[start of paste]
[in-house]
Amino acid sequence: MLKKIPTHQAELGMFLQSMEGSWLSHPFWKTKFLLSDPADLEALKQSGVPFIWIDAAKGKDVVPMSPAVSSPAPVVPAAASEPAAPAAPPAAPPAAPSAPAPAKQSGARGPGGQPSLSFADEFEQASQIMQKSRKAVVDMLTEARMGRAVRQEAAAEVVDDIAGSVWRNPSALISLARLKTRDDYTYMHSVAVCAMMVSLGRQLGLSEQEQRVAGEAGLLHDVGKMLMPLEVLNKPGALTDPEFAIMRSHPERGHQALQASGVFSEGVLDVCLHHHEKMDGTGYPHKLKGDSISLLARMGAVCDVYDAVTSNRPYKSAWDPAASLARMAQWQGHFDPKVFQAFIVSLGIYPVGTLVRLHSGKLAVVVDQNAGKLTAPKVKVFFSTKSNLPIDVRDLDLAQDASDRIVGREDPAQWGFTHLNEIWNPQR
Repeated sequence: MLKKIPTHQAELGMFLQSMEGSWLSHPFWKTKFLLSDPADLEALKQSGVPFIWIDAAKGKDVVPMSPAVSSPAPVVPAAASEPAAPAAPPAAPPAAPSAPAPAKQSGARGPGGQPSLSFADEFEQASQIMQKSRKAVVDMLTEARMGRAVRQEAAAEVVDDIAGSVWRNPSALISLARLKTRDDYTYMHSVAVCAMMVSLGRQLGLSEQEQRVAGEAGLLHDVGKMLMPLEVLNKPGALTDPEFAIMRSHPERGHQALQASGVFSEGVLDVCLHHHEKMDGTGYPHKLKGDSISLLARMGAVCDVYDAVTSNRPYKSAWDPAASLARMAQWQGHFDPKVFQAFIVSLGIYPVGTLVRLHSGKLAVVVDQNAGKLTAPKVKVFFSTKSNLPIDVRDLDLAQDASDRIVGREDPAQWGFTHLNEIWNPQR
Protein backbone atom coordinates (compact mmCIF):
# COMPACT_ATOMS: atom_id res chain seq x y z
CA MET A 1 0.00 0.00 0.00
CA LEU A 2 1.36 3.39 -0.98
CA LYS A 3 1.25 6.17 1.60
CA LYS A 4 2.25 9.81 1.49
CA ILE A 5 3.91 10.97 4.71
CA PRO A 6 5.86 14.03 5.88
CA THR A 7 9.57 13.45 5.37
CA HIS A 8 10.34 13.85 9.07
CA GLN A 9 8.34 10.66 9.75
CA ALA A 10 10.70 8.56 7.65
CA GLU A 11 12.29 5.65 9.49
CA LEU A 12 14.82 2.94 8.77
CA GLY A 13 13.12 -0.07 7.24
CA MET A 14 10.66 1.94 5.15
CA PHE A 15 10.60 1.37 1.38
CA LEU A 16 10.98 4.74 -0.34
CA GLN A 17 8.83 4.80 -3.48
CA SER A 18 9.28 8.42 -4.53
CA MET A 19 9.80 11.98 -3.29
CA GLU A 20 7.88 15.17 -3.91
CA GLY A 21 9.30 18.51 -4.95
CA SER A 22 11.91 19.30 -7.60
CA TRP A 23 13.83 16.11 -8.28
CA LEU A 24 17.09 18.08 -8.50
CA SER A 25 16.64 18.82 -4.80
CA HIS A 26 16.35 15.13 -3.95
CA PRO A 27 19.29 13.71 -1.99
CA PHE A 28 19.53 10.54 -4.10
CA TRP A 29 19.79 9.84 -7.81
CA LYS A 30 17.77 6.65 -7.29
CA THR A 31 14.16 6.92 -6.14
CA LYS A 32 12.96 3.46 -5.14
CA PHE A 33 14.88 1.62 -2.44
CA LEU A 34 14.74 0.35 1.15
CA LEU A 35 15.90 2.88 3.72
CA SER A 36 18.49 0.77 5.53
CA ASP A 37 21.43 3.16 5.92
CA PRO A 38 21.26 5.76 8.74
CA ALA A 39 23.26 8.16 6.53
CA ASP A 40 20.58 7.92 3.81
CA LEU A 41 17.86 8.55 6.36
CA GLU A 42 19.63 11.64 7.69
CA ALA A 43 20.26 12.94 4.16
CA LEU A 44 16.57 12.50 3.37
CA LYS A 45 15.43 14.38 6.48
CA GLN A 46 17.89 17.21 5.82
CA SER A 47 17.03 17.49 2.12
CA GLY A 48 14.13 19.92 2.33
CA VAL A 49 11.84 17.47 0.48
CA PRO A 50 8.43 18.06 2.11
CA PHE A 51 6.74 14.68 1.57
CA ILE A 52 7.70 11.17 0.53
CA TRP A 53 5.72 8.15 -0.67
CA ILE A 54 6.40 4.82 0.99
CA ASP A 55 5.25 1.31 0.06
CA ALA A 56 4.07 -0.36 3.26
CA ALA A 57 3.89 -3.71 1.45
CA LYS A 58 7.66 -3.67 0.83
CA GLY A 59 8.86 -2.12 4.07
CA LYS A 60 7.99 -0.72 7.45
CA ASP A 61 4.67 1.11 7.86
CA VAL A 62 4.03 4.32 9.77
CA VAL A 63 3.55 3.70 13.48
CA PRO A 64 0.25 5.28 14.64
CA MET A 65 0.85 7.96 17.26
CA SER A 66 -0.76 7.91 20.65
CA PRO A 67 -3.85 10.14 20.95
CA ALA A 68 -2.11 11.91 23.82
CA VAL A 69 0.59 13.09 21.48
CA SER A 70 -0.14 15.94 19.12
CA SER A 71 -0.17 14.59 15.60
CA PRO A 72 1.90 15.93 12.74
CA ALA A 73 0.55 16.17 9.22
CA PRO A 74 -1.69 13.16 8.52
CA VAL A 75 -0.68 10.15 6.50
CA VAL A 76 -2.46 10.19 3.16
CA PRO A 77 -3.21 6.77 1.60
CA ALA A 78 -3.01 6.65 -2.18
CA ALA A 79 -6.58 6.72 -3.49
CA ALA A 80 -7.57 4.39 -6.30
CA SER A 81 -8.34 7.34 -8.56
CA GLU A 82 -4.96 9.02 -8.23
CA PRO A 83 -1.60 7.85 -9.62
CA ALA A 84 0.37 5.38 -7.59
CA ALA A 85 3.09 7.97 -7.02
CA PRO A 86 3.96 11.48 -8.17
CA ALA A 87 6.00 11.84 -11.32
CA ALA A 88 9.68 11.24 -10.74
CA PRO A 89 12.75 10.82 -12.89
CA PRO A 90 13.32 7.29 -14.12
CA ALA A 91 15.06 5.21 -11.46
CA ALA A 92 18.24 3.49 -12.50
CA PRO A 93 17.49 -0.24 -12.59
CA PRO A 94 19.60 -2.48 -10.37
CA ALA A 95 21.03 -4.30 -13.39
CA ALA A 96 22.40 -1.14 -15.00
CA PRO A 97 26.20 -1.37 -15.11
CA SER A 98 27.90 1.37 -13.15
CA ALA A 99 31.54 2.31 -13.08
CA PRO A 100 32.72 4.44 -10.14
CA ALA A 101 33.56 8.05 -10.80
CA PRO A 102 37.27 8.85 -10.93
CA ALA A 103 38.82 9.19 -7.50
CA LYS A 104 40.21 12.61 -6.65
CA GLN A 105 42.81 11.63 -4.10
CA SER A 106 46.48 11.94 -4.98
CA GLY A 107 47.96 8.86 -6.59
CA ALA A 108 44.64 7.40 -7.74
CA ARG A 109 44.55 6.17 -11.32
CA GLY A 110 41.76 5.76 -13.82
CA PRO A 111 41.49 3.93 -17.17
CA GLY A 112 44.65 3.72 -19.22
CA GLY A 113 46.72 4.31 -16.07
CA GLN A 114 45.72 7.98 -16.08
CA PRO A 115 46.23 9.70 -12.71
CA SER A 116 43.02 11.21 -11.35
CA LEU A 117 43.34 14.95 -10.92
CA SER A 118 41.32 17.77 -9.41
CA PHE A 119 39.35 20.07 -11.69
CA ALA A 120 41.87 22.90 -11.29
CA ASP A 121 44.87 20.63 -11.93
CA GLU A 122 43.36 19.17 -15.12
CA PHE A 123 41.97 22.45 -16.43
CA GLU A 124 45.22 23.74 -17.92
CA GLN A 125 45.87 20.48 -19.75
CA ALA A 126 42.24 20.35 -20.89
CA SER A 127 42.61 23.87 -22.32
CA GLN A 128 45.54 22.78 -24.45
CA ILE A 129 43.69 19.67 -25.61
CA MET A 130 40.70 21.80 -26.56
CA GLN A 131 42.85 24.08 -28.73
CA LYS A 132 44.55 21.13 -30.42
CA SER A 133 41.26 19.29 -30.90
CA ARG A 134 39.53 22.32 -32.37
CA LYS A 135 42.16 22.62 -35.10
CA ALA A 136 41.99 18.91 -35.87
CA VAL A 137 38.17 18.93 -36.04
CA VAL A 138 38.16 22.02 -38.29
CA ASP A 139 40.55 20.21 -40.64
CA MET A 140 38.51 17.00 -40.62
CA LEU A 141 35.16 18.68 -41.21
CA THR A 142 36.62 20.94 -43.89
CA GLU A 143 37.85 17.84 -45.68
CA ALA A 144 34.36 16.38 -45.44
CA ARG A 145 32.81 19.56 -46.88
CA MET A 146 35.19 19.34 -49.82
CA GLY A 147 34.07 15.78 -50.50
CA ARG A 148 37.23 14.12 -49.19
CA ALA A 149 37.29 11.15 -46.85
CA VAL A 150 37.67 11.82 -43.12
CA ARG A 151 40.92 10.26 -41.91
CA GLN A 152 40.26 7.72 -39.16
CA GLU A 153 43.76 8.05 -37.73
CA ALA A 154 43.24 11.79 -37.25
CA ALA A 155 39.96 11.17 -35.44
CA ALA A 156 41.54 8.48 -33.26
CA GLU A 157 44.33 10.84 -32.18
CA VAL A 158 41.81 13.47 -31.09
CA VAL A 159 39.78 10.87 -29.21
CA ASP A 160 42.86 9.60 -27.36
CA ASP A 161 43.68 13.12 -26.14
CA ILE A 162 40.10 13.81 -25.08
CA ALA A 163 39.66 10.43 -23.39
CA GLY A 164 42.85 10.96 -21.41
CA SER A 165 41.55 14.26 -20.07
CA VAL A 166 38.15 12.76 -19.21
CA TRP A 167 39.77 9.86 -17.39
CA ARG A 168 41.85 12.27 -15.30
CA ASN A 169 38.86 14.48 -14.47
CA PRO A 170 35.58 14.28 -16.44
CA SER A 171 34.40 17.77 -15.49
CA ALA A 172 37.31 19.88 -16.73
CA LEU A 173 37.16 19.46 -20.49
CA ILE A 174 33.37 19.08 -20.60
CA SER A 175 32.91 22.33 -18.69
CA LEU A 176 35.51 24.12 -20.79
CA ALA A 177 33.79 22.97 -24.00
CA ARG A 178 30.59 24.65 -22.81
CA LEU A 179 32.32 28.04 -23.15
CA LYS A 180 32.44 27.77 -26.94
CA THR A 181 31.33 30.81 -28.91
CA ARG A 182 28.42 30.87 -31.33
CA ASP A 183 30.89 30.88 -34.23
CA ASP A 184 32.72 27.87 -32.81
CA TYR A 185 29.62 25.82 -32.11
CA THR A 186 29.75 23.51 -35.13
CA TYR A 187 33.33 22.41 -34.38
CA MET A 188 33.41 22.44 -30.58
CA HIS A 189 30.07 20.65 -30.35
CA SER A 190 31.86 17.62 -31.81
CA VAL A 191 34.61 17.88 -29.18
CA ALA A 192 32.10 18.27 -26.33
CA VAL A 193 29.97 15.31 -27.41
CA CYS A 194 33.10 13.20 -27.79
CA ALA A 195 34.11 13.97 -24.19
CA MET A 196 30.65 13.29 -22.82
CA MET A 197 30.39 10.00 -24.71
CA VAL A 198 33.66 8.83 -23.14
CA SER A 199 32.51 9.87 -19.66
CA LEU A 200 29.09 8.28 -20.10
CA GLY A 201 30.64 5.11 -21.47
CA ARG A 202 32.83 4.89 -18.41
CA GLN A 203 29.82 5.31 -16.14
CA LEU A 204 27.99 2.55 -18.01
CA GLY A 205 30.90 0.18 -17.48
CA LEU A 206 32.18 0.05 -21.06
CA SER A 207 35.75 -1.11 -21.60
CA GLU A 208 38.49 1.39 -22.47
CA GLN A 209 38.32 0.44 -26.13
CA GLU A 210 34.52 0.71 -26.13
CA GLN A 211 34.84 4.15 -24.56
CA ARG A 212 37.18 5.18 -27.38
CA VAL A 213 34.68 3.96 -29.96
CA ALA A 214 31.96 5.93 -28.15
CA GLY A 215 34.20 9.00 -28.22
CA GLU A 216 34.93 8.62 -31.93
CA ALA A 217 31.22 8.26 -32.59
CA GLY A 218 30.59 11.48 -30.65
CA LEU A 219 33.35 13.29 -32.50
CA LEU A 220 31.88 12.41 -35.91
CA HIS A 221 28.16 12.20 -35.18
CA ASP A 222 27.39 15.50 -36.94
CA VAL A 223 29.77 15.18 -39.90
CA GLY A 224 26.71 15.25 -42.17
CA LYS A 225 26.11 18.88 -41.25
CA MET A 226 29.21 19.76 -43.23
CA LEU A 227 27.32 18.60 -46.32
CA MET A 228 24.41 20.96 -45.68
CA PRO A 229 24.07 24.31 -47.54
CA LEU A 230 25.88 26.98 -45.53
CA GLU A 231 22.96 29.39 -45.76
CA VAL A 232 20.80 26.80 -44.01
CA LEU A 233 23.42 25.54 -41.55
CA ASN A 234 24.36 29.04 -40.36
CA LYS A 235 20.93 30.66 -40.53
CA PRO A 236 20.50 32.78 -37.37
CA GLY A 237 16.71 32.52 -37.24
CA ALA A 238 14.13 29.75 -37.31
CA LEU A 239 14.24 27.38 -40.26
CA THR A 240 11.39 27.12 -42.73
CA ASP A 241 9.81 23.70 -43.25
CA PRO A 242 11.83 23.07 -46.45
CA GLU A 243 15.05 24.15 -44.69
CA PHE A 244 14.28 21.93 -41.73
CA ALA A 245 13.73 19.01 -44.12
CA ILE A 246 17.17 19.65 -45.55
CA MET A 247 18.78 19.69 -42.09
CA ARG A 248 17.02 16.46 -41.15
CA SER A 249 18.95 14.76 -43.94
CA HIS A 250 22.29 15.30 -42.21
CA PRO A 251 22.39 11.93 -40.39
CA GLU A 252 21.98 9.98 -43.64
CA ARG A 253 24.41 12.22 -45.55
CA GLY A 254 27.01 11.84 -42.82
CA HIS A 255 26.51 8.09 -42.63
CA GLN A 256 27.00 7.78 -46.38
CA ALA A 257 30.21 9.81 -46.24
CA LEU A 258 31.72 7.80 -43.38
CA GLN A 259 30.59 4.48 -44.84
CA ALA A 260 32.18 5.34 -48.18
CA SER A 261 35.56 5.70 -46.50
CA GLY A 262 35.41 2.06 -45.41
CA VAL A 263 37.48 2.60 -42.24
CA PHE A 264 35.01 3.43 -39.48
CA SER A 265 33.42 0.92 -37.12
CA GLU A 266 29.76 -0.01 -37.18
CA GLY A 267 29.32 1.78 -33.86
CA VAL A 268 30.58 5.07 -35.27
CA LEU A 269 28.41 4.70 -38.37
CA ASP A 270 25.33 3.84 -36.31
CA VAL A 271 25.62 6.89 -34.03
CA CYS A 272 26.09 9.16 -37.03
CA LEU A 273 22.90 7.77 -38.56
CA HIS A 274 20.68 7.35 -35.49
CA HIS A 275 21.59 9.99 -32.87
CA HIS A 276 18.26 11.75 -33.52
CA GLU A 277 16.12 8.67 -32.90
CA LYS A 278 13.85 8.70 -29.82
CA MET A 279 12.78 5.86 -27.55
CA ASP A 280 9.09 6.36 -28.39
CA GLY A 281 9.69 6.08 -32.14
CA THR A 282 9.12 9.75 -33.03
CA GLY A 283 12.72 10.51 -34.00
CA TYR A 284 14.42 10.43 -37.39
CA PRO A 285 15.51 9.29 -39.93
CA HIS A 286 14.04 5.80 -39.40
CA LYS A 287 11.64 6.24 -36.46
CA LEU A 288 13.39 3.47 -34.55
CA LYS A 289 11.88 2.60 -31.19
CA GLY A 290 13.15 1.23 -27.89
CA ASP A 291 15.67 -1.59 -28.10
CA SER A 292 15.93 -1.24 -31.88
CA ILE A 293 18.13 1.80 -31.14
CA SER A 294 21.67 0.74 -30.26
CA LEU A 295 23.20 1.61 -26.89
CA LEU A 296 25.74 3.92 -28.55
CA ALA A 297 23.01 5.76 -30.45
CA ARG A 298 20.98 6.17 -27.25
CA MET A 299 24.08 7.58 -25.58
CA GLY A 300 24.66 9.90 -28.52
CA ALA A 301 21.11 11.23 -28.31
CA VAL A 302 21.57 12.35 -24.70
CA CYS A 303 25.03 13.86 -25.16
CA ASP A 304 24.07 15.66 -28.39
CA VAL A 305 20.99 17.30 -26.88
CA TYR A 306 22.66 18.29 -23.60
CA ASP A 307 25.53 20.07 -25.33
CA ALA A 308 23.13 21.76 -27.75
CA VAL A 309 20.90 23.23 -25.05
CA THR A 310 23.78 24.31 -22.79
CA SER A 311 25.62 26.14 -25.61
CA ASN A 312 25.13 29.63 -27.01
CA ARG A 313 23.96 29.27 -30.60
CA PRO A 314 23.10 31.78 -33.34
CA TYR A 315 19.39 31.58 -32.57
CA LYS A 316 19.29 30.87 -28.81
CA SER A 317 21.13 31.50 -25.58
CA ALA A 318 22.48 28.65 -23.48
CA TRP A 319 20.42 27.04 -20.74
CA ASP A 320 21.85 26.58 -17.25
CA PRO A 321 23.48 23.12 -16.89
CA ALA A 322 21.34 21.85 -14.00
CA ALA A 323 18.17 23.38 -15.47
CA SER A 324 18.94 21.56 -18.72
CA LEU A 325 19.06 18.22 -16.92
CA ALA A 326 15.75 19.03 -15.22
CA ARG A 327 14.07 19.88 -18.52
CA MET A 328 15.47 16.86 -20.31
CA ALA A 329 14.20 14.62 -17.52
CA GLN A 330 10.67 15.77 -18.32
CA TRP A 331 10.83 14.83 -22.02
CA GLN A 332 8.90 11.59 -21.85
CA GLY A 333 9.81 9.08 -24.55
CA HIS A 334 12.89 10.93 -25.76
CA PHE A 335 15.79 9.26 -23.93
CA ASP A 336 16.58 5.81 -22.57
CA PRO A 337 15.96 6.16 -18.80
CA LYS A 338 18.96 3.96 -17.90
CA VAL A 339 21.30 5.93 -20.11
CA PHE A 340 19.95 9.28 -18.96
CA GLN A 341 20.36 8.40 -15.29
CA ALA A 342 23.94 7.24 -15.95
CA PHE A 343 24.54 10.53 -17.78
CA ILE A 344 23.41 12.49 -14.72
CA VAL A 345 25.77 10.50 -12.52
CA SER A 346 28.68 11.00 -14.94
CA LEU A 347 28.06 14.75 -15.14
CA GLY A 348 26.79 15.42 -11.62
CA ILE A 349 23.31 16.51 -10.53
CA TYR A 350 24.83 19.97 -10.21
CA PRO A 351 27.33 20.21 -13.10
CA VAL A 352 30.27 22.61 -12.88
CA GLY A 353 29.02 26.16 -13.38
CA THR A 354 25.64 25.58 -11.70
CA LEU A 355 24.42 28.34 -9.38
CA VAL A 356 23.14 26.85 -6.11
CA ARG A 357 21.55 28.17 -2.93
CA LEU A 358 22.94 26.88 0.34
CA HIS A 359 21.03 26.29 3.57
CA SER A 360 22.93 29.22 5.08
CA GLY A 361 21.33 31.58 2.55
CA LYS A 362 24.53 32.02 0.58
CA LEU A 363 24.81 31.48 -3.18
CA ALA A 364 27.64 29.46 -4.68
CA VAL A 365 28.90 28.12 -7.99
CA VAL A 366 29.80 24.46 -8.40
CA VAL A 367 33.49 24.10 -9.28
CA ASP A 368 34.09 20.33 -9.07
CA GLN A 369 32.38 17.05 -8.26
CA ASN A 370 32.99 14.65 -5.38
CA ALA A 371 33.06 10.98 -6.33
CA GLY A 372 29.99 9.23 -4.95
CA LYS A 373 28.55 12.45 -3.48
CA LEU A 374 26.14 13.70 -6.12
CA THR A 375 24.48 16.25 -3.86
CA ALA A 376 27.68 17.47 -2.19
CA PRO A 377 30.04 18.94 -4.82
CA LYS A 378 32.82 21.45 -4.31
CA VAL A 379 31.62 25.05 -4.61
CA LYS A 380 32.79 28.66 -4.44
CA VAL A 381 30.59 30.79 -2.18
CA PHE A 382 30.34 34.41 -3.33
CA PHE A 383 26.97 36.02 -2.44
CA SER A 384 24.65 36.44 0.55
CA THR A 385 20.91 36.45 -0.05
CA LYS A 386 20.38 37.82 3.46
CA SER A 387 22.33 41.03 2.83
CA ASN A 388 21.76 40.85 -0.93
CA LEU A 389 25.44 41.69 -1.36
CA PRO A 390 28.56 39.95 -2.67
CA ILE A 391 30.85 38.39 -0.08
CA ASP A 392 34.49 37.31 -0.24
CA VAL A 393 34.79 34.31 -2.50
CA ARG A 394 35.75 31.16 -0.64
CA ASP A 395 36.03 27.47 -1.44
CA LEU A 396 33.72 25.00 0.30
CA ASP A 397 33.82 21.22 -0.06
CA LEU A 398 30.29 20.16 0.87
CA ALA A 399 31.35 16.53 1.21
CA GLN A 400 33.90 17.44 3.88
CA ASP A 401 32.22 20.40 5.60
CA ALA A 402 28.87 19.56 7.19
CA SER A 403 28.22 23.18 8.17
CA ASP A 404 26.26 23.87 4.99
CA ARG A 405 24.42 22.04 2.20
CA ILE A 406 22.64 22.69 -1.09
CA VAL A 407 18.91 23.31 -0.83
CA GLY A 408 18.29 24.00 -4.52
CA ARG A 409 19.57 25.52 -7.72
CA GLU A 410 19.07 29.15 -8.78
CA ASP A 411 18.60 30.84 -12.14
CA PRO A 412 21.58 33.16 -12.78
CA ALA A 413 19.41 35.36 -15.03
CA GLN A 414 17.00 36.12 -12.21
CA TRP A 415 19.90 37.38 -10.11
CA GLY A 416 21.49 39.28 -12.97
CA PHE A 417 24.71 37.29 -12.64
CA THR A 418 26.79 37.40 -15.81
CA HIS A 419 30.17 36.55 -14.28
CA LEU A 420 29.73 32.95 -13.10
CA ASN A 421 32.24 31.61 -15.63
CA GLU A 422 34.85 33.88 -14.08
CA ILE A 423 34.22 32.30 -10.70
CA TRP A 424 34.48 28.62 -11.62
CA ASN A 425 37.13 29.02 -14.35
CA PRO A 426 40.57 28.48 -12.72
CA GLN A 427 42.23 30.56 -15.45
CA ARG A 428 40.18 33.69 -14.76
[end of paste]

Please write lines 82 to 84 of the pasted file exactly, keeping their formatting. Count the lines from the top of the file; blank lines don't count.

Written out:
CA PRO A 77 -3.21 6.77 1.60
CA ALA A 78 -3.01 6.65 -2.18
CA ALA A 79 -6.58 6.72 -3.49